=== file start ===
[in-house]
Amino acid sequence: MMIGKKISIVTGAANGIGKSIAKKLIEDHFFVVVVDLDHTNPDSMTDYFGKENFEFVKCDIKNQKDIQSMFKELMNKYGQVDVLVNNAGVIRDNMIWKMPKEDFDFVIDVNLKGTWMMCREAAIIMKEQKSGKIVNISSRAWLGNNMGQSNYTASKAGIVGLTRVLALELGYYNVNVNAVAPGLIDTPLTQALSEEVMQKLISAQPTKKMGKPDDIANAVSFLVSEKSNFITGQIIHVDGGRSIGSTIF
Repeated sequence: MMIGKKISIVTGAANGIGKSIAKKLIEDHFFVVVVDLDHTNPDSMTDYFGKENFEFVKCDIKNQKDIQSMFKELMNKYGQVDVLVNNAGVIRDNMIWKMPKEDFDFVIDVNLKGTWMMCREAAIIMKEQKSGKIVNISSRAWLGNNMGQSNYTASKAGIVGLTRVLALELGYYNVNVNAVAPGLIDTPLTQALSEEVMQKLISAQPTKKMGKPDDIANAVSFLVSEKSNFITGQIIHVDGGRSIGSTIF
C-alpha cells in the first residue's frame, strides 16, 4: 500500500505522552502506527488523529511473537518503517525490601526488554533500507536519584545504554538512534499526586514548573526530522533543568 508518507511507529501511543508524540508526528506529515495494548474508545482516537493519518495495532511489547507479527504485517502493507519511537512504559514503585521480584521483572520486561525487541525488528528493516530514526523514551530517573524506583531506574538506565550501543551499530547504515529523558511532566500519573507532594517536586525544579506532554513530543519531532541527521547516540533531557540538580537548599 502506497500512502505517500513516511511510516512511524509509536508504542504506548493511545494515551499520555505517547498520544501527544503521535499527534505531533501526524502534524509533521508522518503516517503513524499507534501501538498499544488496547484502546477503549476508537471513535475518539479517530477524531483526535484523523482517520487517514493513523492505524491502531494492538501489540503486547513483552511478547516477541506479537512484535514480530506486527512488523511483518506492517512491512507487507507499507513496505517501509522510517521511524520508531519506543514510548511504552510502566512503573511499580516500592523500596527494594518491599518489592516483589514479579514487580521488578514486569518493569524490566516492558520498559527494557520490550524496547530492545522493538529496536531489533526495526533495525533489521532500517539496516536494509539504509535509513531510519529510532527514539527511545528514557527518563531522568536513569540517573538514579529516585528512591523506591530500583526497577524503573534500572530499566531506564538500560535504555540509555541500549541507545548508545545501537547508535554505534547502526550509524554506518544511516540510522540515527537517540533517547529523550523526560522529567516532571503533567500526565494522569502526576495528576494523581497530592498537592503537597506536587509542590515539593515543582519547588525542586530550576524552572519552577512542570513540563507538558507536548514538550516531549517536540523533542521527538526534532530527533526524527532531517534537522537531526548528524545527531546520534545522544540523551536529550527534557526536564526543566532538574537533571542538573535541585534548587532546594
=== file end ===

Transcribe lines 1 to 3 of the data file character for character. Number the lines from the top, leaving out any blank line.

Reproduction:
[in-house]
Amino acid sequence: MMIGKKISIVTGAANGIGKSIAKKLIEDHFFVVVVDLDHTNPDSMTDYFGKENFEFVKCDIKNQKDIQSMFKELMNKYGQVDVLVNNAGVIRDNMIWKMPKEDFDFVIDVNLKGTWMMCREAAIIMKEQKSGKIVNISSRAWLGNNMGQSNYTASKAGIVGLTRVLALELGYYNVNVNAVAPGLIDTPLTQALSEEVMQKLISAQPTKKMGKPDDIANAVSFLVSEKSNFITGQIIHVDGGRSIGSTIF
Repeated sequence: MMIGKKISIVTGAANGIGKSIAKKLIEDHFFVVVVDLDHTNPDSMTDYFGKENFEFVKCDIKNQKDIQSMFKELMNKYGQVDVLVNNAGVIRDNMIWKMPKEDFDFVIDVNLKGTWMMCREAAIIMKEQKSGKIVNISSRAWLGNNMGQSNYTASKAGIVGLTRVLALELGYYNVNVNAVAPGLIDTPLTQALSEEVMQKLISAQPTKKMGKPDDIANAVSFLVSEKSNFITGQIIHVDGGRSIGSTIF